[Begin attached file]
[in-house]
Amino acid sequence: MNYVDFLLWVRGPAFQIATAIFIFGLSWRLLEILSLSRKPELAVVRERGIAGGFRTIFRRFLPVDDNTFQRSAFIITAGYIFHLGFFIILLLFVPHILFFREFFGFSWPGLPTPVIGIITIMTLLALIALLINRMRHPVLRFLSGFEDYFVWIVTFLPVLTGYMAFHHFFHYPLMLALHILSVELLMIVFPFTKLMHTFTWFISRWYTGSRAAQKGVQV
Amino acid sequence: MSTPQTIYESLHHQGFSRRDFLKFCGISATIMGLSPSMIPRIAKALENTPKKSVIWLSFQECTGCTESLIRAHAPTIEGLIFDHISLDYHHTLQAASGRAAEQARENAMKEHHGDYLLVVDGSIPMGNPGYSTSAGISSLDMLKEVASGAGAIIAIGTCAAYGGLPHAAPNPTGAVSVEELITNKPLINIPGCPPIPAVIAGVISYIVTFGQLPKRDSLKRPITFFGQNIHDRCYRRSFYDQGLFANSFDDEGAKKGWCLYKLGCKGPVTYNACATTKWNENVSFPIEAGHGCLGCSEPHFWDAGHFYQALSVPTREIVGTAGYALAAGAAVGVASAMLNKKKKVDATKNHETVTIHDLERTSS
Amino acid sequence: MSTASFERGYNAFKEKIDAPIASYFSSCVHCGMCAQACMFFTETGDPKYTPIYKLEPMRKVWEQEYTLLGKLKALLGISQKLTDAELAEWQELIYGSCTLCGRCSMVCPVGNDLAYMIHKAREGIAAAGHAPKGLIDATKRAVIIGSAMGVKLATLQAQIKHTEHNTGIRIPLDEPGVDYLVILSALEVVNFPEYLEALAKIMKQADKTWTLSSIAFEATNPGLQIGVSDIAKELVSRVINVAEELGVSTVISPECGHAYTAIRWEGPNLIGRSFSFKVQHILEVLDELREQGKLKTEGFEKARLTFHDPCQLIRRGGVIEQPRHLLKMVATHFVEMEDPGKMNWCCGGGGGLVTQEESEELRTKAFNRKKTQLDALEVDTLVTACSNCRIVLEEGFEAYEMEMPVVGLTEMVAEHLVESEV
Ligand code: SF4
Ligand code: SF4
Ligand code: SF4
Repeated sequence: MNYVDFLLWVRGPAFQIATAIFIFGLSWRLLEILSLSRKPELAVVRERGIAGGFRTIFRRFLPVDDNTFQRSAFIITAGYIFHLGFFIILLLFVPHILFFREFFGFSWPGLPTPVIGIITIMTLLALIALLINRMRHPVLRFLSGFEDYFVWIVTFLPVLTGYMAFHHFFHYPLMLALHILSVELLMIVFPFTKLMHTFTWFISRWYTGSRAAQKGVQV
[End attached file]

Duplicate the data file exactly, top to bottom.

[in-house]
Amino acid sequence: MNYVDFLLWVRGPAFQIATAIFIFGLSWRLLEILSLSRKPELAVVRERGIAGGFRTIFRRFLPVDDNTFQRSAFIITAGYIFHLGFFIILLLFVPHILFFREFFGFSWPGLPTPVIGIITIMTLLALIALLINRMRHPVLRFLSGFEDYFVWIVTFLPVLTGYMAFHHFFHYPLMLALHILSVELLMIVFPFTKLMHTFTWFISRWYTGSRAAQKGVQV
Amino acid sequence: MSTPQTIYESLHHQGFSRRDFLKFCGISATIMGLSPSMIPRIAKALENTPKKSVIWLSFQECTGCTESLIRAHAPTIEGLIFDHISLDYHHTLQAASGRAAEQARENAMKEHHGDYLLVVDGSIPMGNPGYSTSAGISSLDMLKEVASGAGAIIAIGTCAAYGGLPHAAPNPTGAVSVEELITNKPLINIPGCPPIPAVIAGVISYIVTFGQLPKRDSLKRPITFFGQNIHDRCYRRSFYDQGLFANSFDDEGAKKGWCLYKLGCKGPVTYNACATTKWNENVSFPIEAGHGCLGCSEPHFWDAGHFYQALSVPTREIVGTAGYALAAGAAVGVASAMLNKKKKVDATKNHETVTIHDLERTSS
Amino acid sequence: MSTASFERGYNAFKEKIDAPIASYFSSCVHCGMCAQACMFFTETGDPKYTPIYKLEPMRKVWEQEYTLLGKLKALLGISQKLTDAELAEWQELIYGSCTLCGRCSMVCPVGNDLAYMIHKAREGIAAAGHAPKGLIDATKRAVIIGSAMGVKLATLQAQIKHTEHNTGIRIPLDEPGVDYLVILSALEVVNFPEYLEALAKIMKQADKTWTLSSIAFEATNPGLQIGVSDIAKELVSRVINVAEELGVSTVISPECGHAYTAIRWEGPNLIGRSFSFKVQHILEVLDELREQGKLKTEGFEKARLTFHDPCQLIRRGGVIEQPRHLLKMVATHFVEMEDPGKMNWCCGGGGGLVTQEESEELRTKAFNRKKTQLDALEVDTLVTACSNCRIVLEEGFEAYEMEMPVVGLTEMVAEHLVESEV
Ligand code: SF4
Ligand code: SF4
Ligand code: SF4
Repeated sequence: MNYVDFLLWVRGPAFQIATAIFIFGLSWRLLEILSLSRKPELAVVRERGIAGGFRTIFRRFLPVDDNTFQRSAFIITAGYIFHLGFFIILLLFVPHILFFREFFGFSWPGLPTPVIGIITIMTLLALIALLINRMRHPVLRFLSGFEDYFVWIVTFLPVLTGYMAFHHFFHYPLMLALHILSVELLMIVFPFTKLMHTFTWFISRWYTGSRAAQKGVQV